I posted a trailer for this film several months ago, after I realized that it was being directed by Rodrigo Gudiño, of Rue Morgue Magazine. Truth be told I wasn’t (and still am not) very familiar with that publication, but I really liked Gudiño’s short film The Facts in the Case of Mr. Hollow and wanted to see more in that vein.
The Last Will and Testament of Rosalind Leigh is an interesting little film (and I say little only because it’s quite short, clocking in at just 80 minutes, credits included). It has a great deal in common with Mr. Hollow both thematically and stylistically, which might seem strange given that the latter film is more of a glorified animated GIF than a film per se. But both deal with cults and the occult, both prominently feature the trappings of Christianity (implicitly darkened by the necessary existence of its demonic counterpart), and both feature a mystery (of sorts) to be deciphered (sort of) over the course of the fim.
Rosalind Leigh also features a similar swooping-camera effect in a few places. This technique works well enough with a static image like in Mr. Hollow, but in Rosalind Leigh it actually made me a bit dizzy.
The film centers on Leon, whose mother Rosalind has recently passed away and who must now settle her estate or something. Leon is in fact the only real character here; while there are a few other actors featured in video clips and quasi-hallucinatory scenes, and three or four people (one of them, I think, is supposed to be a computer recording) with whom Leon communicates exclusively by phone, the prodigal son (a heavily emphasized theme here) is pretty much alone on screen for the movie’s duration.
Rosalind’s house is positively full of bizarre bric-a-brac, most of it religious in nature, but much of it straight up cray-zay (e.g., a spear and pitchfork hanging on a wall; a giant misshapen statue that kind of looks like a child’s crayon drawing of an X Files alien; and I saw a samurai helmet at one point). You know, the kind of place I’ll eventually have, and wherein I’ll meet my appointed fate of being eaten by a ravenous horde of ghouls.
The house, in fact, is the best part of the film, and a character in its own right. Gudiño spends a lot of time showing us the details of the place: the camera will follow Leon into a room, but then, after the protagonist heads off in another direction, the camera will continue its slow swoop around the room, up staircases and down halls, until the viewer feels like s/he is actually exploring the place in all its Winchester House-like glory. Despite the aforementioned dizziness this may at times cause, it’s a neat effect that helps establish the house as a truly strange place.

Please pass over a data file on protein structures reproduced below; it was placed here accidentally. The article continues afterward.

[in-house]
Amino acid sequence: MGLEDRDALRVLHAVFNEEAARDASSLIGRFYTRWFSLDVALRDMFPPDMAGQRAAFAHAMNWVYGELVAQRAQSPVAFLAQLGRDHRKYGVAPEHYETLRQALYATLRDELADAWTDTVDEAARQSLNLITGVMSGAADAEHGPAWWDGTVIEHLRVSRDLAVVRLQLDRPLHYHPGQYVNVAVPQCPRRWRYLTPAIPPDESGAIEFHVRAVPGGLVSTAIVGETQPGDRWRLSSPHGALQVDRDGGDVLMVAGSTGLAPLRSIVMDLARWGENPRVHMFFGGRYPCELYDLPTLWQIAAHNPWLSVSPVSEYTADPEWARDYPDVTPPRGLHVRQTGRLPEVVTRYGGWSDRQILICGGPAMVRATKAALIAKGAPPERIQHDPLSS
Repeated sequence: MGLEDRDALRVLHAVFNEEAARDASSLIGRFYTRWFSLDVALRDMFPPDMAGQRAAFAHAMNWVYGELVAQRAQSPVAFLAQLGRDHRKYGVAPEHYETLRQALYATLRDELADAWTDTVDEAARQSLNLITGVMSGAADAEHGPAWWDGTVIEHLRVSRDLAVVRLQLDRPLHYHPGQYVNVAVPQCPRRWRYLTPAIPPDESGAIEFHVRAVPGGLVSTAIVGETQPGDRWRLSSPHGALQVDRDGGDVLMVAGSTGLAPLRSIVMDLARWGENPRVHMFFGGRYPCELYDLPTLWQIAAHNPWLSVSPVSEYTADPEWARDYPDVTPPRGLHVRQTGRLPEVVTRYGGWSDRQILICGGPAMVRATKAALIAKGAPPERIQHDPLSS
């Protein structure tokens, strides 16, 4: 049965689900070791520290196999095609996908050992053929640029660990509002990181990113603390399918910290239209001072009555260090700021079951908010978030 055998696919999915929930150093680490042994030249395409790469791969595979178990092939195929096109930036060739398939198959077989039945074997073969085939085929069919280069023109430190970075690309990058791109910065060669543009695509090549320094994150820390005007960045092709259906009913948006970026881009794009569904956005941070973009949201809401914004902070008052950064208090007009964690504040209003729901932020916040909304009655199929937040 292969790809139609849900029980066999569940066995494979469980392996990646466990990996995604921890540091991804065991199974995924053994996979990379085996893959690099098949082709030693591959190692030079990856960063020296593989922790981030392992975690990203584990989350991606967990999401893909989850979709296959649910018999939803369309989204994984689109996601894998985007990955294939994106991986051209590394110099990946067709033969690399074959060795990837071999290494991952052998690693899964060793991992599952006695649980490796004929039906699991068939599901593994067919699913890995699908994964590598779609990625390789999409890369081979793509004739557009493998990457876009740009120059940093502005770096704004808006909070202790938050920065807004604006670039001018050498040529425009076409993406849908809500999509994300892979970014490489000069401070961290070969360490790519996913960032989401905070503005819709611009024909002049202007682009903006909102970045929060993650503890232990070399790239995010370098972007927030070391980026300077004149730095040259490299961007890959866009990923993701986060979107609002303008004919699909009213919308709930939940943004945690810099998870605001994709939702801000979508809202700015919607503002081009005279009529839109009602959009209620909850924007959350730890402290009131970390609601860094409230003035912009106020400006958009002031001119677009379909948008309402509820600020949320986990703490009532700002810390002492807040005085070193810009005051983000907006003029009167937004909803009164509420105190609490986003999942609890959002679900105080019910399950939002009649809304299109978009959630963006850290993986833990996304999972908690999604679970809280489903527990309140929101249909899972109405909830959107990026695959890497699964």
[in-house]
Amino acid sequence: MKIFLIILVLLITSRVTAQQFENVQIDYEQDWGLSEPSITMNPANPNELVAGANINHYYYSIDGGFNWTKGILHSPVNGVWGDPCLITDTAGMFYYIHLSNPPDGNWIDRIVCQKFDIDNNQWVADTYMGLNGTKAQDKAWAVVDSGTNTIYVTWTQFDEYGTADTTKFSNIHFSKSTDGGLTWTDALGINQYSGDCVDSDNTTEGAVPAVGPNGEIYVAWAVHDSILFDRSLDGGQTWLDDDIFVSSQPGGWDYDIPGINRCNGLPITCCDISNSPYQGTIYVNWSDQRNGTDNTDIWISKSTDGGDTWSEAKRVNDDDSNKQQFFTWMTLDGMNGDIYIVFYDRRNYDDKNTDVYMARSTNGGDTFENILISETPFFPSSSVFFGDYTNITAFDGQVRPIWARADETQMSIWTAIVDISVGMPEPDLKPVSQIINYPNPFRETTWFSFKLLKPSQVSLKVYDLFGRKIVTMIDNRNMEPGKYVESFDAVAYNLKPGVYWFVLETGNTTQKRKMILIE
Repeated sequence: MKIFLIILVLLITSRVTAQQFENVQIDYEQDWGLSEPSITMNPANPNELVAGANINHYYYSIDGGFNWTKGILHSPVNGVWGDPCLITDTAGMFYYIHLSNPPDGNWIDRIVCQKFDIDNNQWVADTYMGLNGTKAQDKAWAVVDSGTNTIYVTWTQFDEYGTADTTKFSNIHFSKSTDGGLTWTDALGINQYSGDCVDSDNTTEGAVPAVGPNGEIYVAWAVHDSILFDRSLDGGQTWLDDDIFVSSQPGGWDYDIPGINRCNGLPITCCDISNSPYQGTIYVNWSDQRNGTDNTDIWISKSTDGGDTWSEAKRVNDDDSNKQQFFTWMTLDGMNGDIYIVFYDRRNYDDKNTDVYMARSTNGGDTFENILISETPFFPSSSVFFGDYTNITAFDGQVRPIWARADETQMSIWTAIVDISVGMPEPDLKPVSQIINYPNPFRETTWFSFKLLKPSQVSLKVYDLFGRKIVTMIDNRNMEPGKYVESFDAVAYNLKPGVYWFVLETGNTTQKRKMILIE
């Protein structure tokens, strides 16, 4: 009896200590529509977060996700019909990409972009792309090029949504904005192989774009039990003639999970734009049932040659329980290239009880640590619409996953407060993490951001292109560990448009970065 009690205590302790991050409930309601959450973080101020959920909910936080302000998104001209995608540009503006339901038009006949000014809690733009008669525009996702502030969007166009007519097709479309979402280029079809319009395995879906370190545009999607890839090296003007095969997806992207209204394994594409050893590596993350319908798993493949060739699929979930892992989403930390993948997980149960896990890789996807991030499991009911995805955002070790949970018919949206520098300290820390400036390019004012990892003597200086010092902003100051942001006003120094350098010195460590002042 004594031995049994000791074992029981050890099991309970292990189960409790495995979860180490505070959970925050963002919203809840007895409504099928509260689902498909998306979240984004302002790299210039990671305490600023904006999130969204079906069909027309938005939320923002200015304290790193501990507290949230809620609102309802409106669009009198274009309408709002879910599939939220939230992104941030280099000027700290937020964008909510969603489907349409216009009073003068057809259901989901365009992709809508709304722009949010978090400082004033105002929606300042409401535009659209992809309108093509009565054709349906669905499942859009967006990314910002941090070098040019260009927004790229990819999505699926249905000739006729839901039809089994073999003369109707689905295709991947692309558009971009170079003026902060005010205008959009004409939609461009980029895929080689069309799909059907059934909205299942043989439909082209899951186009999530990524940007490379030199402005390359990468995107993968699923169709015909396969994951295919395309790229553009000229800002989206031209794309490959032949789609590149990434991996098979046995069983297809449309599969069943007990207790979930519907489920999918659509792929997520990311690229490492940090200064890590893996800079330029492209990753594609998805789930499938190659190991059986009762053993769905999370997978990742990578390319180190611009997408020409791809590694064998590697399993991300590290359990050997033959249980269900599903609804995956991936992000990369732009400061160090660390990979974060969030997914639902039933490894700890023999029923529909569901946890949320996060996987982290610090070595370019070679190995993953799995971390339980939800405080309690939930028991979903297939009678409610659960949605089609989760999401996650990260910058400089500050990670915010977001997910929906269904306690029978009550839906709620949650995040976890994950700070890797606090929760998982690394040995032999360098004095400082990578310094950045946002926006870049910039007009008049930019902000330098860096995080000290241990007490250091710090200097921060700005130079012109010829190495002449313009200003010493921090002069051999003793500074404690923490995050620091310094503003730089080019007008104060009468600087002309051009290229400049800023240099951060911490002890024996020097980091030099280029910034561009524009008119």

The story is revealed partly through Rosalind’s narration–ably performed by Vanessa Redgrave–and Leon’s own wanderings and document-discoverings (I wonder if Mr. Gudiño is a survival horror fan?). There are also a couple of unfortunate telephone exchanges between Leon and a lady named Ana (his ex? his shrink? She tells us that she’s a doctor at one stage, but that doesn’t actually tell us much). These conversations are unfortunate because they provide far too much smug exposition in far too digestible a form (and if I had to pick one word for Charlotte Sullivan‘s voice only performance as Ana, it’d be smug).
The content of the story is compelling enough, much as Mr. Hollow‘s was. There are all kinds of cool possible satanic connections, and good believers gone astray, and a fairly creepy (minor spoiler) demon thing that stalks around and does the whole demon shtick like James Wan wishes he could (the Darth Maul demon from Insidious was just crap, I’m sorry).
Unfortunately there is simply not enough. The main issue is the length. I’m not sure why Rosalind Leigh wound up at eighty minutes. I know very little about the editing process, or how relationships with studios work; I’m sure there were lots of behind-the-scenes reasons that left us with one hour and twenty minutes when we really needed two full hours of narrative. Regardless, there’s too much unanswered here. And by unanswered, I suppose what I really mean is unaddressed. Ambiguity is a great thing in films, and horror, of course, can make good use of it. This is less ambiguous than it is confusing and, I’m sorry to say, somewhat incomplete. There’s also something to be said for not feeding the audience all the answers, but to do that successfully–to create a situation where the audience appreciates not having all the info, where that lack actually enhances the impact of the story–requires a kind of finesse that seems somewhat lacking here. We have a man, Leon, played by Aaron Poole (who does admirably given that 95% of the screen time is his). And we have a house. And we have creepy shit, and a vaguely Evangelical-ish Christian cult who believes in angels, and we have the issue of belief as such being hammered into us again and again and again. We learn that Leon resisted the cult’s pull and ran off to the big city, where I assume he waited tables and stripped to pay his way through med school. Then he came back and shit gets weird. The problem is, we don’t get quite enough of the connective tissue. Twenty or thirty more minutes would have made a world of difference here.
Also, Leon’s haircut makes me want to punch myself in the throat for ever having sung along with that one Genesis song that is the only one anybody remembers.
Rosalind Leigh is worth a watch. I may need to rewatch it, in fact, to really do it justice. Perhaps it requires more than one viewing to piece it all together. Anyway, it’s on Netflix now, so check it out. There are worse things you can do with eighty minutes. But you may want to spend twenty minutes or so afterwards with a pen and paper filling in the missing stuff.